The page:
Basketry at Morley with Stella Harding

For the past few weeks I’ve been back at Morley College on Tuesday evenings, attending a creative basketry course with Stella Harding. The focus of this course, though I didn’t know it when I signed up, was random weaving, so I’ve been able to build on the classes I did with Polly Pollock earlier this year.

Stella brought along lots of inspiring samples.

We started by making open and closed forms in cane without using moulds, which was new to me. We also had a go at dyeing cane.

Now we’ve been let loose on experimenting for ourselves, with different materials and forms – here are some of the pieces I’ve made.

This is a more complex form in cane. Apparently this style is known as a hen basket – I can just imagine a chicken sitting in there. 🙂

This was a random weave piece I made using dead fronds from some kind of palm in my back garden. I have no idea where it came from and have always thought it rather unattractive – but it’s great for basketry material!

And this is a piece that combines felt and paper yarn, inspired by a physalis (cape gooseberry).

Some of these samples are helping me work up ideas for a couple of exhibitions coming up next year – watch this space!

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Hexagonal basket making

I spent yesterday near the Ashdown Forest in Sussex doing a hexagonal weave workshop with the lovely Polly Pollock. We were working in the cosy studio of another basket maker, Annemarie O’Sullivan, as the squally showers drenched the garden and fields outside.

Polly Pollock hexagonal weaving

Using flat cane, Polly started by showing us how to make the base of the basket. Weaving in three directions (triaxial weaving) looks a little tricky but if you remember some basic rules it should be OK.

hexagonal weave base

To form the sides of the basket you need to create corners, which require pentagons rather than hexagons.

hexagonal weave corners

Then it’s back to hexagons and business as usual.

hexagonal weave basket

The trickiest part is finishing off. I made my first acquaintance with an Archimedes drill (if you pierce cane it tends to split) and after a bit of nerve wracking precision cutting it was complete!

Here are all our baskets lined up, finished with different coloured chair cane – guess which one is mine! 🙂

hexagonal weave baskets

Depending on where you place the corners you can produce different shapes.

hexagonal weave vessel

And of course you can used dyed cane too.

dyed hexagonal weave

Annmarie runs various basketry workshops – check her website for details.

Catching up

So sorry for the radio silence – the past few weeks have been filled with doing rather than writing! Here’s a round up. (Warning – lots of pics!)

Kent workshops

I had a wonderful time at the two workshops I ran in Kent on felting and ecoprinting. Two very enthusiastic groups of ladies made some beautiful work. Hopefully we will be able to arrange some more workshops in the future.

Exhibitions

I went to a surprisingly interesting exhibition about teeth at the Wellcome Collection (closes on Sunday).

Artistic window display featuring dentures and dental implements:

More (and more!) dental implements:

And a cute Italian poster for toothpaste:

I also went to the Chelsea College MA Textiles exhibition (finishes today). I loved these beautiful ethereal garments made from discarded fishing nets by Jialu Ma:

Hongyangzi Sun’s knitted magnetic building blocks were lots of fun:

I also liked Anum Rasul’s architectural textile constructions, combining hard and soft elements:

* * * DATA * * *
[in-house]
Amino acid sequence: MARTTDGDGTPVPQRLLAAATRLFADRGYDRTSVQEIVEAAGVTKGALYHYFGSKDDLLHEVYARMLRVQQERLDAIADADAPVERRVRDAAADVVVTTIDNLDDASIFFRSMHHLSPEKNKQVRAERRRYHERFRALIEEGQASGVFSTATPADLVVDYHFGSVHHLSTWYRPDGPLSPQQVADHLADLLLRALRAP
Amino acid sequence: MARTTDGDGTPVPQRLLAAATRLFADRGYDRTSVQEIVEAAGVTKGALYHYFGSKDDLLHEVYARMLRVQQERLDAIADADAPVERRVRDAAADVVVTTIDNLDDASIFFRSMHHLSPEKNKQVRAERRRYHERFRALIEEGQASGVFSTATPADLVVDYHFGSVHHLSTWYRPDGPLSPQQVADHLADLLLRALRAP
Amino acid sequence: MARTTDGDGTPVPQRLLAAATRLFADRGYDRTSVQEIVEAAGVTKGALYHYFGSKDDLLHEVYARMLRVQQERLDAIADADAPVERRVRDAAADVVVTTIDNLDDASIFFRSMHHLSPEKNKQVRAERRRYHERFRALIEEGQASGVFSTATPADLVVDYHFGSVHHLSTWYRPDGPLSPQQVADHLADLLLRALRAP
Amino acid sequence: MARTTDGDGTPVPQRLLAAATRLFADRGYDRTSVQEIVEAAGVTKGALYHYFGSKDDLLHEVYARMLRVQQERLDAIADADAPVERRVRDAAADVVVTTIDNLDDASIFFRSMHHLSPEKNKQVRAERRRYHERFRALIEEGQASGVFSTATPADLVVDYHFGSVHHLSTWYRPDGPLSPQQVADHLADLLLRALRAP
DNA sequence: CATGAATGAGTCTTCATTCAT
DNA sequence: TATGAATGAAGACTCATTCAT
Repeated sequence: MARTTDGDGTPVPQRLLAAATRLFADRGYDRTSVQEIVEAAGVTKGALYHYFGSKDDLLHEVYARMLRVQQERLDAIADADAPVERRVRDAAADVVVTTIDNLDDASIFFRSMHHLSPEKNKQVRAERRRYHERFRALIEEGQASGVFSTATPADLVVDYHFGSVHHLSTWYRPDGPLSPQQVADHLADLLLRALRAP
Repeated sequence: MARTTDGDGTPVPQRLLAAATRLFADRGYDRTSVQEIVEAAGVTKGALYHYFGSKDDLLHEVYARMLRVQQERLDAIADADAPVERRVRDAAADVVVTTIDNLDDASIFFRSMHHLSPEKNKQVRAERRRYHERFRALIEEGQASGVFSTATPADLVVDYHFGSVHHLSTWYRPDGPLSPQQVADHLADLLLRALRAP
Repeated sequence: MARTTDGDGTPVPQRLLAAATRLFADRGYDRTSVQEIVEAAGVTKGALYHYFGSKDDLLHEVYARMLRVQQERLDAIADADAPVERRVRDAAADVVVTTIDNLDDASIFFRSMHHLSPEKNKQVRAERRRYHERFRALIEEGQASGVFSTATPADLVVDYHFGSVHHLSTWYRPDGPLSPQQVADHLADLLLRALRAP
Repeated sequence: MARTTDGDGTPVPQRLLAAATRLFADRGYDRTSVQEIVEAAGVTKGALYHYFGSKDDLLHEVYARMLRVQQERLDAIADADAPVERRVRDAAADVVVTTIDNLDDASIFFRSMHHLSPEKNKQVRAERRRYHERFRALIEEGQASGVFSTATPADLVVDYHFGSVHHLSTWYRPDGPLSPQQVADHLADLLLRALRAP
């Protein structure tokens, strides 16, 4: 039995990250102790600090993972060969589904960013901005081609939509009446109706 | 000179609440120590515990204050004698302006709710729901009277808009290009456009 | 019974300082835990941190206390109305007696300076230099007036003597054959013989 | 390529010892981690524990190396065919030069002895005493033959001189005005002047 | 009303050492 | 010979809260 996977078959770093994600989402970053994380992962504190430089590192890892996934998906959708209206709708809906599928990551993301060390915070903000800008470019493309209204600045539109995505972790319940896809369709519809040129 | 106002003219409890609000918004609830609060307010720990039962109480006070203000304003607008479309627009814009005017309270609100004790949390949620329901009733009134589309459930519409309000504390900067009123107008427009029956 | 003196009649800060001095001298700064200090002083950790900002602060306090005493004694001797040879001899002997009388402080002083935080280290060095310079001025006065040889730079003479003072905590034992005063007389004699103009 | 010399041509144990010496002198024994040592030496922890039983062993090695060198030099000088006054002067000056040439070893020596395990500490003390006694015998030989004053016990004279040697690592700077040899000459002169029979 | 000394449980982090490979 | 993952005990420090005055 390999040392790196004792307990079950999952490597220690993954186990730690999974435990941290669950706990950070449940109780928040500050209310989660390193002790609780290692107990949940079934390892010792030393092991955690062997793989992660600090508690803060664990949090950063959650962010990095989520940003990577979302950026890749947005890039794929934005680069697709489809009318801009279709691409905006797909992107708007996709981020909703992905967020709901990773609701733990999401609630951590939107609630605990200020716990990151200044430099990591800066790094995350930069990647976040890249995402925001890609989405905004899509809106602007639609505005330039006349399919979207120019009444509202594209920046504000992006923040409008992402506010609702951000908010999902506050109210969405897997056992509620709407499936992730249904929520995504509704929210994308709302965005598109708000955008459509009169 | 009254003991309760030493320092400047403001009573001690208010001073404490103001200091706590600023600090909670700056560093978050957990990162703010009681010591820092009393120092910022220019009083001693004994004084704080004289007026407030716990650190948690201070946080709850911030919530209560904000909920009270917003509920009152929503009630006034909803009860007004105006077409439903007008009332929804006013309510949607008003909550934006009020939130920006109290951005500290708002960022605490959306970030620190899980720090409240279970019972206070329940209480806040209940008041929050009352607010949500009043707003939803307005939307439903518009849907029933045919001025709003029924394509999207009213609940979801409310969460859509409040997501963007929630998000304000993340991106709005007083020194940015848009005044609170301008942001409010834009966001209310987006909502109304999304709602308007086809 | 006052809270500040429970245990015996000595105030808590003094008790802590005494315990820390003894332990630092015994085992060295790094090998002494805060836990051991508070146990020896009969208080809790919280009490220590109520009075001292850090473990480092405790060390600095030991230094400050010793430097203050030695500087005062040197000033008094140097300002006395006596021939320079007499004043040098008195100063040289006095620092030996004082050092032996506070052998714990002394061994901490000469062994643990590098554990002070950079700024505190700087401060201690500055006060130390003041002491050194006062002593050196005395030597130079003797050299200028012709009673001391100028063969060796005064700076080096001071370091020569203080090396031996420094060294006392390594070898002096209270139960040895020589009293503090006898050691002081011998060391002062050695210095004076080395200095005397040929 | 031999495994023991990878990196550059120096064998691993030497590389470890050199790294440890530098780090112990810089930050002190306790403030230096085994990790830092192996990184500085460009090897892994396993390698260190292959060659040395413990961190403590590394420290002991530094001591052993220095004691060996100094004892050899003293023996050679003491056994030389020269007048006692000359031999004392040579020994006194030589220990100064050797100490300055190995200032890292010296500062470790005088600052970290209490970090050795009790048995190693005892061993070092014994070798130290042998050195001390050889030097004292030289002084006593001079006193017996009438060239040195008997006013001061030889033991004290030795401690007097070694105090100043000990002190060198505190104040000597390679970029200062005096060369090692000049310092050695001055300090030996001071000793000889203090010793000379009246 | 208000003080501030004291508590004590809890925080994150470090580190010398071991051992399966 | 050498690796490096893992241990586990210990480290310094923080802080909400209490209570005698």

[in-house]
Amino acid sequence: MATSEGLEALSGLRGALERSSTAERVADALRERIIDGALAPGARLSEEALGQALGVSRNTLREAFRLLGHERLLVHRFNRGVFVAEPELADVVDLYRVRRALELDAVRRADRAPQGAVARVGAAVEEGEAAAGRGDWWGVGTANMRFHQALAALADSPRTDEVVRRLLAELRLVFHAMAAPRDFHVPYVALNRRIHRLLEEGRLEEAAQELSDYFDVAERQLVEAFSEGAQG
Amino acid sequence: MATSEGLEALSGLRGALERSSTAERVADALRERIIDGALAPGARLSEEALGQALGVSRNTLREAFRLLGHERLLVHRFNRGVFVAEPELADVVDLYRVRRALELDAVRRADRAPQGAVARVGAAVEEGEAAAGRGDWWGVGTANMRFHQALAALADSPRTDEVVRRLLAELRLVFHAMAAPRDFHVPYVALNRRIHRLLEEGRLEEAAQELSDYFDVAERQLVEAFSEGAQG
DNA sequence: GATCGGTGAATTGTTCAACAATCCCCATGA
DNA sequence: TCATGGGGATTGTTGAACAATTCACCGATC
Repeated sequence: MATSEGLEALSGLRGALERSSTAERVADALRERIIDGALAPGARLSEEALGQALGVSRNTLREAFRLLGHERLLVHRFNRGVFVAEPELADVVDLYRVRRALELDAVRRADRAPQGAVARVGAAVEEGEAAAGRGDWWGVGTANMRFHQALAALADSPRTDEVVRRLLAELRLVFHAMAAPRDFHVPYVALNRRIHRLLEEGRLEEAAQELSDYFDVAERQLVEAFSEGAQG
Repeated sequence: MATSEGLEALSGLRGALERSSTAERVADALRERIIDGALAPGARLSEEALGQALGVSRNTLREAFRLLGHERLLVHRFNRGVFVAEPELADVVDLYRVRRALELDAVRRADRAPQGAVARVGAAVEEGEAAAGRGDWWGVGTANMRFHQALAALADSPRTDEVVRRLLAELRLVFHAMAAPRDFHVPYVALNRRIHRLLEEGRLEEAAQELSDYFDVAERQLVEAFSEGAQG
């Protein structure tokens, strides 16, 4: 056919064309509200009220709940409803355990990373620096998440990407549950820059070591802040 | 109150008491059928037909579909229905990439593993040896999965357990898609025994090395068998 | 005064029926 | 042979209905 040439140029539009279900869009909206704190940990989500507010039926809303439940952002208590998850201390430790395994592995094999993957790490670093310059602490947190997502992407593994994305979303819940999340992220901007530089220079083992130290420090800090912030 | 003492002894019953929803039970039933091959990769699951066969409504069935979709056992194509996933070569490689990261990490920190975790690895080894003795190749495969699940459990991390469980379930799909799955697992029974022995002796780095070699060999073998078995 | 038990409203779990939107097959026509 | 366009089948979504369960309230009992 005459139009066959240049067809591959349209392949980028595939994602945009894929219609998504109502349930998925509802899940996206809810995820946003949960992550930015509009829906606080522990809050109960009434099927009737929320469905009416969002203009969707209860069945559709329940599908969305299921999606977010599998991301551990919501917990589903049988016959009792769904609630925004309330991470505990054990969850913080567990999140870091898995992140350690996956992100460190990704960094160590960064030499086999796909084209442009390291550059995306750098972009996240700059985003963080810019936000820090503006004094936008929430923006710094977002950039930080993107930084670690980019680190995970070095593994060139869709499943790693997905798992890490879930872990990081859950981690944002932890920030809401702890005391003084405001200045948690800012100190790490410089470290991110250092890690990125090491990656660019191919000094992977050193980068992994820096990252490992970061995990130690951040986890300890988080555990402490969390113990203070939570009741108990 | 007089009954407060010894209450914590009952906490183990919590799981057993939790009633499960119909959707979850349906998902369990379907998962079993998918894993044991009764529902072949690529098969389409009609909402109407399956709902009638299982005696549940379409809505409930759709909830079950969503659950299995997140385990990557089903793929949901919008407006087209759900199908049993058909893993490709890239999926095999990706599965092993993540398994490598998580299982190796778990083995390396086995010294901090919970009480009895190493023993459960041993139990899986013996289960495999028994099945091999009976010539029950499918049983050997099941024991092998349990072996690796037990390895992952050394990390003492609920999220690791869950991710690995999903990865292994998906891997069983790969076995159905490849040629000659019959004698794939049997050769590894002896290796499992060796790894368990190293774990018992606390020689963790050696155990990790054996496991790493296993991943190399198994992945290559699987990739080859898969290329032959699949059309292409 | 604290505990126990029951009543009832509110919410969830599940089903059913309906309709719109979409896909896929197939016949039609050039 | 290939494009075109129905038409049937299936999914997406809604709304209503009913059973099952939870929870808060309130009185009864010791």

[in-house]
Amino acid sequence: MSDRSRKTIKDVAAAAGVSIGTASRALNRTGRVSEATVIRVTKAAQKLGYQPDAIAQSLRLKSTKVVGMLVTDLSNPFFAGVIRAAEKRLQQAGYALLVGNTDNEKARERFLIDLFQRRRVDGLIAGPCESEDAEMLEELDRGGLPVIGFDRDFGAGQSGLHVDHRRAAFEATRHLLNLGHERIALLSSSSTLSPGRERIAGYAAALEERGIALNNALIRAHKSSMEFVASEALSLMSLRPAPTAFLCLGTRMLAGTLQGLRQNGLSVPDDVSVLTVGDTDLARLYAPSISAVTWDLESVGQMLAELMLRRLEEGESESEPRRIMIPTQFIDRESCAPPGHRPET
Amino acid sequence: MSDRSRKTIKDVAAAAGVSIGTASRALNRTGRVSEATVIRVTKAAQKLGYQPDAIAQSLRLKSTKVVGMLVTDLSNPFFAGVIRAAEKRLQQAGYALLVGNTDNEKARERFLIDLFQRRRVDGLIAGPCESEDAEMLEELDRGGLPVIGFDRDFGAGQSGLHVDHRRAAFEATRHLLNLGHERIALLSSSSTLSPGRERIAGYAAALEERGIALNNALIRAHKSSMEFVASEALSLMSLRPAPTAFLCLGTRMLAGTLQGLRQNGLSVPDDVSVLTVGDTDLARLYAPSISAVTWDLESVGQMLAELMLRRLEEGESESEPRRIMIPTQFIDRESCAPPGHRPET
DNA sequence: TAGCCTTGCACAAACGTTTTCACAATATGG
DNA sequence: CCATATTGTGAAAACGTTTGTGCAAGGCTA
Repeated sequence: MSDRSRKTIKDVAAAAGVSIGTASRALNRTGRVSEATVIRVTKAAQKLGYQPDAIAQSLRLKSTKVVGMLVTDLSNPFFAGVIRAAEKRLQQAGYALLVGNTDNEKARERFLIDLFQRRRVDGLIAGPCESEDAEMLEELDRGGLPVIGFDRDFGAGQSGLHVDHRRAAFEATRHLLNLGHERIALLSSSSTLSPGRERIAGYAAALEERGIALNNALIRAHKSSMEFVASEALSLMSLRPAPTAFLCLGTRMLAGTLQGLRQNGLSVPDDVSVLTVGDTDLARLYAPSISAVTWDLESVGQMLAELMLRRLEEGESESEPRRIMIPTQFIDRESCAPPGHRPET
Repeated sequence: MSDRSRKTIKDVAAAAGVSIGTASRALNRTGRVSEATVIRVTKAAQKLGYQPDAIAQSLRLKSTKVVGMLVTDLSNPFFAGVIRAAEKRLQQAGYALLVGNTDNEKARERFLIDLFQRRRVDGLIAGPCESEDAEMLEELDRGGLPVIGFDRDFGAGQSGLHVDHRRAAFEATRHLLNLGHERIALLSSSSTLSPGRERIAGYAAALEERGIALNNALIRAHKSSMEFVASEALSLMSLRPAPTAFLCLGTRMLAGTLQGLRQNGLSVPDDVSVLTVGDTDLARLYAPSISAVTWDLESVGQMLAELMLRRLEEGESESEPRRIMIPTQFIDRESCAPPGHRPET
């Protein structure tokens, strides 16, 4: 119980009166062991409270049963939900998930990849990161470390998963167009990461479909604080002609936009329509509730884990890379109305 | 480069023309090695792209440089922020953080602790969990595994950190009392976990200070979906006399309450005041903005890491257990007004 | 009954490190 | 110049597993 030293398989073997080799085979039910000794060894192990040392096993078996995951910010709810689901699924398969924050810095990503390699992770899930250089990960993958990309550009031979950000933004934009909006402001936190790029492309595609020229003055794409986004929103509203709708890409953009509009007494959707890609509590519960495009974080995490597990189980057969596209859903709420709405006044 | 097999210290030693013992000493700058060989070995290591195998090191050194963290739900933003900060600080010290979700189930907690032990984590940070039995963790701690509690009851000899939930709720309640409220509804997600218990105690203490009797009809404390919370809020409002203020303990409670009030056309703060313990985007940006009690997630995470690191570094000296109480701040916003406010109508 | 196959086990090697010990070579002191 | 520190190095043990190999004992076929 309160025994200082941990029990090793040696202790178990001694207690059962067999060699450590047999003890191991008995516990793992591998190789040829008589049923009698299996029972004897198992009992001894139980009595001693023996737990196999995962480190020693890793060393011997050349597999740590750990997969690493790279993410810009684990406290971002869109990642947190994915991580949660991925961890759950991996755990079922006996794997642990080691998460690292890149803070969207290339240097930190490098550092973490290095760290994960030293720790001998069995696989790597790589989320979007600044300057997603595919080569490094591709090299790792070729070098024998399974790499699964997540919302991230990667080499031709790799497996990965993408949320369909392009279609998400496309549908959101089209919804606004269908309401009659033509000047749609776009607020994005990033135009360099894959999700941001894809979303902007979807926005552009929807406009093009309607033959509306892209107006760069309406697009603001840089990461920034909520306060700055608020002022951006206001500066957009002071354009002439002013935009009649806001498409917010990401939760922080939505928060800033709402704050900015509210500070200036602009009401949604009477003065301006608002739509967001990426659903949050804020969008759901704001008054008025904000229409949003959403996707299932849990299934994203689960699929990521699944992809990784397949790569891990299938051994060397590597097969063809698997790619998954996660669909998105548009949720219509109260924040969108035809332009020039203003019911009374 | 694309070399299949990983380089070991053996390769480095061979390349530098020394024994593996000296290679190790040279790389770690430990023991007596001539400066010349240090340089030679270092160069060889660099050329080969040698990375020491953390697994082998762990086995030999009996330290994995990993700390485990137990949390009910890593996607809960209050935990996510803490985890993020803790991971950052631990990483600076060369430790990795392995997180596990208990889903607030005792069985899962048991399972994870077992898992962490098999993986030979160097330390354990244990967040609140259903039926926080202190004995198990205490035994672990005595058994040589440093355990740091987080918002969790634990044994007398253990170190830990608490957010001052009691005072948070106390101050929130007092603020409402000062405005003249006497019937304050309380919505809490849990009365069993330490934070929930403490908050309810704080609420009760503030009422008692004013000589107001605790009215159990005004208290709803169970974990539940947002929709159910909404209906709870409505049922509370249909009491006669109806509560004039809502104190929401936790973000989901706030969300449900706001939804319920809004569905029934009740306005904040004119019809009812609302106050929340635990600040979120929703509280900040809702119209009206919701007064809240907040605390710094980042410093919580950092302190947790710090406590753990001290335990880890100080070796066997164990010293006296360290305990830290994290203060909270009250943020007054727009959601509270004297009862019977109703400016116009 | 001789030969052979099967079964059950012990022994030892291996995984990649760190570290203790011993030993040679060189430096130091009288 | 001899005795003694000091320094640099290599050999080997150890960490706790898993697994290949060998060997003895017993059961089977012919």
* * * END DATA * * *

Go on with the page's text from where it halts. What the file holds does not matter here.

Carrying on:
And Miles Visman constructed a fascinating colour exercise showing how embroidered panels change under different lighting:

Inspired by nature

I spent a lovely weekend in Deal in the gorgeous cottage of a friend, going for walks on the beach and in the countryside and sitting in the garden.

Dead hollyhock:

I thought this was a giant dandelion but I’m told it’s meadow salsify:

Spot the crab (or ex-crab):

Work in progress

I’ve been experimenting with coloured backgrounds in ecoprinting:

And I’ve also been trying some weaving with palm fronds. In my back garden is some kind of palm. I don’t know what it is or how it got there – I didn’t plant it! The lower part has lots of dead fronds so as I was tidying it up a bit I thought I would try a bit of weaving with them. They are surprisingly easy to work with and I like the frayed ends where they were removed from the trunk.

 

Second random weave puzzle ball

After my first attempt at a random weave puzzle ball I was determined to try again incorporating what I’d learnt. This time I went for five layers!

random weave puzzle ball

The inner three layers were woven from hemp that I bought at the textile market in Belgium. The innermost ball is black, so you can’t see it very well. (Lesson for next time – make the inside ball a light colour!)

The fourth layer was made from paper yarn dyed with onion skins.

And the outer layer was paper yarn dyed with indigo.

random weave puzzle ball

With five layers it was even more fiddly to get the inner moulds out, but I got there eventually without destroying the outer layers. I’m not sure I could do any more layers though!

I also had a go at making a random weave cube – this was a harder shape to mould. Because I left open areas it was also harder to photograph, as it’s difficult to distinguish the different surfaces.

open weave cube open weave cube

Basketry puzzle ball

I’ve always been intrigued by puzzle balls. There used to be one on display at the Victoria and Albert Museum, but I think it’s currently in storage. These days the use of ivory is quite rightly frowned on, but I still have to admire the skill required to carve one ball inside another.

I’ve previously tried making puzzle balls out of net, but it wasn’t really firm enough. So on the random weave basketry course with Polly Pollock, I had the idea to make one out of paper yarn.

I started with the innermost ball, and then put that inside another mould and wove another ball around that.

Then I repeated the process, so I had three balls in total.

Some of the ivory puzzle balls had as many as 20 balls, but as I wasn’t sure how this would work I thought that three would do to start with. 😉

Removing the moulds from the outer layers was reasonably straightforward, but it was tricky getting – and keeping – the holes in the balls lined up to get the mould out of the innermost ball. However, with a bit of persistence and a pair of needle nose pliers I finally managed it.